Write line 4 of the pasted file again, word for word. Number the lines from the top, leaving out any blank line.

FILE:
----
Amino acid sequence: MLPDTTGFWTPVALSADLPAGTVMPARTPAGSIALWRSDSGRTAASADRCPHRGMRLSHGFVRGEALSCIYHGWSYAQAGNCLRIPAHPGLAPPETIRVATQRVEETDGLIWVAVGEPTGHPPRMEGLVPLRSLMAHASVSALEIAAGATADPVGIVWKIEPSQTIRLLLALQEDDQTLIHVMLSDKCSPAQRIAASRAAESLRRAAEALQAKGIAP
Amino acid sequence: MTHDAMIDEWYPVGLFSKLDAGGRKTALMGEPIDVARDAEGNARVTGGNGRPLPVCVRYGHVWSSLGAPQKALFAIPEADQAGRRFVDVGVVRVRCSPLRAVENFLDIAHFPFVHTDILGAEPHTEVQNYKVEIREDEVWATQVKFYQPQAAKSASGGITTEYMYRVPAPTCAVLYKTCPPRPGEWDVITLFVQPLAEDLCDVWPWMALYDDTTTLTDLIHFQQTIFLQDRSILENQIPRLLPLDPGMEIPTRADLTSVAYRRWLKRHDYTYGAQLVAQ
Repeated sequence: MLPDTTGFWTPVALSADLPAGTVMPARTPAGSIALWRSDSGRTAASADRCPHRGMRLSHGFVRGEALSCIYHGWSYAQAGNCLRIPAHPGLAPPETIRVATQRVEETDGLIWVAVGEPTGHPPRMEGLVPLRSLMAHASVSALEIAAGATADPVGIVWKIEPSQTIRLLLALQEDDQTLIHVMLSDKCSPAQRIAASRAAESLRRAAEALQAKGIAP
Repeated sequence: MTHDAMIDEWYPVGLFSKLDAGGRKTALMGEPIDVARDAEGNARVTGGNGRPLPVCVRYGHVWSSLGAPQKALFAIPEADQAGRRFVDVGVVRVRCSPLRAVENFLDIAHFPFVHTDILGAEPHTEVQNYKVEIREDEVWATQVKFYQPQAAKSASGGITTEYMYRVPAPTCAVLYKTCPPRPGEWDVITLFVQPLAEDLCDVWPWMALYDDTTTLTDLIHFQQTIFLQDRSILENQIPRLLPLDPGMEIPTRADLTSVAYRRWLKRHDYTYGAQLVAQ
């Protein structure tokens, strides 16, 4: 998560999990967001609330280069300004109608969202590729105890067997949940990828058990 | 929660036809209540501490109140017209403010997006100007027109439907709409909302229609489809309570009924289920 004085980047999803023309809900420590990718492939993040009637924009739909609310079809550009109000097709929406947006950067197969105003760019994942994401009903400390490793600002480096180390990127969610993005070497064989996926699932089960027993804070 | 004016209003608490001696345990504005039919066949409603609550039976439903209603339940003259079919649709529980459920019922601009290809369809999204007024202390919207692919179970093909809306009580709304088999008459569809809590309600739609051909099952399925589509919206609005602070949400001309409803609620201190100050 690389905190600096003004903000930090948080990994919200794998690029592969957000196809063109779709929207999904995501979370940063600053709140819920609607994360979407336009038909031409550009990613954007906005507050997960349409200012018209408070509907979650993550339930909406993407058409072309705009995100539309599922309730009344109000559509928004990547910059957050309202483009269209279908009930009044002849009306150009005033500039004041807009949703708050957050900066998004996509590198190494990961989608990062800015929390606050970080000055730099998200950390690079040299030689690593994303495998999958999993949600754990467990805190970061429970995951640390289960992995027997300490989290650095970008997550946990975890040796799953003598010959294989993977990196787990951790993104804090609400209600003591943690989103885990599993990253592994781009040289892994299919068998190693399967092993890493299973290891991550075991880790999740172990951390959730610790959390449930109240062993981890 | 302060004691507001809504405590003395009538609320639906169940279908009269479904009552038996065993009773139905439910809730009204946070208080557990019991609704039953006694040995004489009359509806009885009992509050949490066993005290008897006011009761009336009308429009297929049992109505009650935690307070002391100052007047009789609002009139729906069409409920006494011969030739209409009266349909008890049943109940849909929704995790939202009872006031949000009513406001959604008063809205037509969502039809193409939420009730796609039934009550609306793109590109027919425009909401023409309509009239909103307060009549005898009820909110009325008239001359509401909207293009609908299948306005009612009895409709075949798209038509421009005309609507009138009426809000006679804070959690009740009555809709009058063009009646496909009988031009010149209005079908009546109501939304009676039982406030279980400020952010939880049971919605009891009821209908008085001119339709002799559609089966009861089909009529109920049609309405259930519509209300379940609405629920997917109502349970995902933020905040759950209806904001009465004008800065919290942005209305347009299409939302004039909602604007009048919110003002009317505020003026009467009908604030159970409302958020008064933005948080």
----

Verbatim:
Repeated sequence: MTHDAMIDEWYPVGLFSKLDAGGRKTALMGEPIDVARDAEGNARVTGGNGRPLPVCVRYGHVWSSLGAPQKALFAIPEADQAGRRFVDVGVVRVRCSPLRAVENFLDIAHFPFVHTDILGAEPHTEVQNYKVEIREDEVWATQVKFYQPQAAKSASGGITTEYMYRVPAPTCAVLYKTCPPRPGEWDVITLFVQPLAEDLCDVWPWMALYDDTTTLTDLIHFQQTIFLQDRSILENQIPRLLPLDPGMEIPTRADLTSVAYRRWLKRHDYTYGAQLVAQ